The lowest processing priority is assigned to the target ring update 72 which extracts from the target register data belonging to the target accessible from the present position of the ship along the waterway. The next degree of priority is given to the relative coordinate update 73. This task waits for a signal from the continuous time filter 4 or 5 indicating that the state vector has just been updated. It then computes and places in all frames new values for each target's polar coordinates relative to the components of the state vector, the time derivatives of those coordinates and a start time for the corresponding angular sector, as well as the applicable state vector reference time.
The antenna updating task 74 which consists in unloading the antenna fifo 31 into the antenna record register 75 is performed whenever an interrupt is sensed from the radar interface module, indicating that the fifo 31 is full; and when the processor issues a software interrupt indicating that one one of the processes needs the latest available news on the antenna motion. The antenna updating task also involves a recomputation of the antenna period. The task of angular sector selection 59 involves the selection of the appropriate frame, the computation of the angular sector start time as illustrated in FIG. 13, and the loading of the limit fifo 38 and control latch 48 in the radar interface module. It may be practical to design the radar interface module so that two or more target views may be sampled while the processor is busy on some other task. The enhancing and interpretation tasks have medium priority.
The enhancing process comprises the view de-blurring 65, the view recentering 66. The de-blurring is done by operating on the view register 69 and applying a convolution technique such as the one illustrated in FIGS. 8 through 12. The recentering of the view is done as a function of the antenna record 75.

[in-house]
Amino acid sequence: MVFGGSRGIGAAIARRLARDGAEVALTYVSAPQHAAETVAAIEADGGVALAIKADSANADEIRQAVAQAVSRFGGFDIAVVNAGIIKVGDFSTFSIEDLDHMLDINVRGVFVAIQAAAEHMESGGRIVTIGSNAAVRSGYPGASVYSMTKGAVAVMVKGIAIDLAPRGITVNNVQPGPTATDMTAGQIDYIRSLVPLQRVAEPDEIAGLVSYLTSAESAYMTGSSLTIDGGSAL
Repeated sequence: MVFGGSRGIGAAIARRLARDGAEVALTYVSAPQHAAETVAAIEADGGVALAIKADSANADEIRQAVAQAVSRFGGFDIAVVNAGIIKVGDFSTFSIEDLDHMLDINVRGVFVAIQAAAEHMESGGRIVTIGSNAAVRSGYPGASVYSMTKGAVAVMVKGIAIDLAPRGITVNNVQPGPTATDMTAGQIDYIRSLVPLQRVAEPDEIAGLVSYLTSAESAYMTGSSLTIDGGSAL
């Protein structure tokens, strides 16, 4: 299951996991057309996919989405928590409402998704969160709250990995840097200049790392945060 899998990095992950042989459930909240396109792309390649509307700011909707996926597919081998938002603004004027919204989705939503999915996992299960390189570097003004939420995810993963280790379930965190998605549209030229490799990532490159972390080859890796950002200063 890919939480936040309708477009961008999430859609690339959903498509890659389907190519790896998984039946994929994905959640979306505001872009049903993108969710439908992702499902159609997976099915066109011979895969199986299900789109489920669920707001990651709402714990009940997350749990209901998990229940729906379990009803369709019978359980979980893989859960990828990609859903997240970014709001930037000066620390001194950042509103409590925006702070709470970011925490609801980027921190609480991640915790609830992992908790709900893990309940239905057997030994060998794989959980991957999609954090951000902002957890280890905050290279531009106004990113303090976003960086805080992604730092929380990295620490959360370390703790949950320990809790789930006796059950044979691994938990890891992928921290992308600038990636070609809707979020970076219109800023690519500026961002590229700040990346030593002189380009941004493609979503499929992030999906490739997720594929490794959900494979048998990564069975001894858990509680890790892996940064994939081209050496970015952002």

The interpretation process comprises the computation of the mean location deviation and coefficient vector. The mean deviation is computed by multiplying the change in the expected target location corresponding to the position of each sampling mark within the view by the weighting factor, then averaging the result to obtain a mean deviation.
In a loop A operation, the mean deviations and coefficient vectors obtained from a series of measurements are processed by means of least squares approximation 16 and the result is used to correct the target coordinates in the target ring 64, then returning it to the target register 2.
In a Loop B or Loop C application, the mean deviation is used to calculate corresponding deviations for the components of the state vector, from which the error vector calculation 13 is made according to the process described earlier.
At the next level of priority are the continuous-time filter operations, including the state vector correction 68 and 70 and state vector update 71 which have been described earlier. The interface tasks (antenna updating view acquisition) are given top priority among all the programmed tasks.
While the preferred embodiment of the invention has been disclosed and variations have been suggested, it should be understood that other embodiments may be implemented and modifications may be made thereof without departing from the spirit of the invention and the scope of the appended claims.
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|U.S. Classification||342/451, 701/300, 342/463, 342/195, 342/386, 342/41, 701/514|
|International Classification||G01S7/04, G01S13/91, G01S13/94, B63H25/00, G01S13/88, G01S5/02|
|Cooperative Classification||G01S7/04, G01S5/02, G01S13/88|
|European Classification||G01S13/88, G01S7/04, G01S5/02|
|Mar 7, 1989||REMI||Maintenance fee reminder mailed|
|Mar 9, 1989||REMI||Maintenance fee reminder mailed|
|Jun 5, 1989||FPAY||Fee payment|
Year of fee payment: 4
|Jun 5, 1989||SULP||Surcharge for late payment|
|Aug 8, 1993||LAPS||Lapse for failure to pay maintenance fees|
|Oct 26, 1993||FP||Expired due to failure to pay maintenance fee|
Effective date: 19930808